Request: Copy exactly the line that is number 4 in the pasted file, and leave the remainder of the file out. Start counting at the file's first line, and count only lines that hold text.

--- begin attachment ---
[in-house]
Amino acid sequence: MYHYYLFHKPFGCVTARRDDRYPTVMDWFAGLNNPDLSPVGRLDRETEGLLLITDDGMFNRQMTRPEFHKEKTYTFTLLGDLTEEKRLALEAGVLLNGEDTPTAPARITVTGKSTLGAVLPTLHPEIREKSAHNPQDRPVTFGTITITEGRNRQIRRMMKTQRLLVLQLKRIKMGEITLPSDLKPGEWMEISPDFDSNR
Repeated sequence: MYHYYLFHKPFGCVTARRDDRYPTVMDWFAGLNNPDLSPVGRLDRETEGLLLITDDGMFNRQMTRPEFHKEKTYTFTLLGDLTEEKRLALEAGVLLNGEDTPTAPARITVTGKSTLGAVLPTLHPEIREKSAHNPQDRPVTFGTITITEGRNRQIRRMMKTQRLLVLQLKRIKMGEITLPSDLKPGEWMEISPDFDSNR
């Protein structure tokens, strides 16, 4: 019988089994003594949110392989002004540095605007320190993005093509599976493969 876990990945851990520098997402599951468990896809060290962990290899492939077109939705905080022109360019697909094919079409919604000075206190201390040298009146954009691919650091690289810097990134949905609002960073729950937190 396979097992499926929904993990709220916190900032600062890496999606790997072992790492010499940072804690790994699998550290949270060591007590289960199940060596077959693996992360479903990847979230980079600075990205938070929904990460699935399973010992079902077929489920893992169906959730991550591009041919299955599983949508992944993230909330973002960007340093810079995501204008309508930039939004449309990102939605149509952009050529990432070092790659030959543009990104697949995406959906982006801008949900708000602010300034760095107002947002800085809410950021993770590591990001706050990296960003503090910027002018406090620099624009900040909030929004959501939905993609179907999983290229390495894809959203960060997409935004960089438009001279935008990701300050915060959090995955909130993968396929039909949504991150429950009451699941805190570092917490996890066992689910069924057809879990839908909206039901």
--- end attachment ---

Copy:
């Protein structure tokens, strides 16, 4: 019988089994003594949110392989002004540095605007320190993005093509599976493969 876990990945851990520098997402599951468990896809060290962990290899492939077109939705905080022109360019697909094919079409919604000075206190201390040298009146954009691919650091690289810097990134949905609002960073729950937190 396979097992499926929904993990709220916190900032600062890496999606790997072992790492010499940072804690790994699998550290949270060591007590289960199940060596077959693996992360479903990847979230980079600075990205938070929904990460699935399973010992079902077929489920893992169906959730991550591009041919299955599983949508992944993230909330973002960007340093810079995501204008309508930039939004449309990102939605149509952009050529990432070092790659030959543009990104697949995406959906982006801008949900708000602010300034760095107002947002800085809410950021993770590591990001706050990296960003503090910027002018406090620099624009900040909030929004959501939905993609179907999983290229390495894809959203960060997409935004960089438009001279935008990701300050915060959090995955909130993968396929039909949504991150429950009451699941805190570092917490996890066992689910069924057809879990839908909206039901």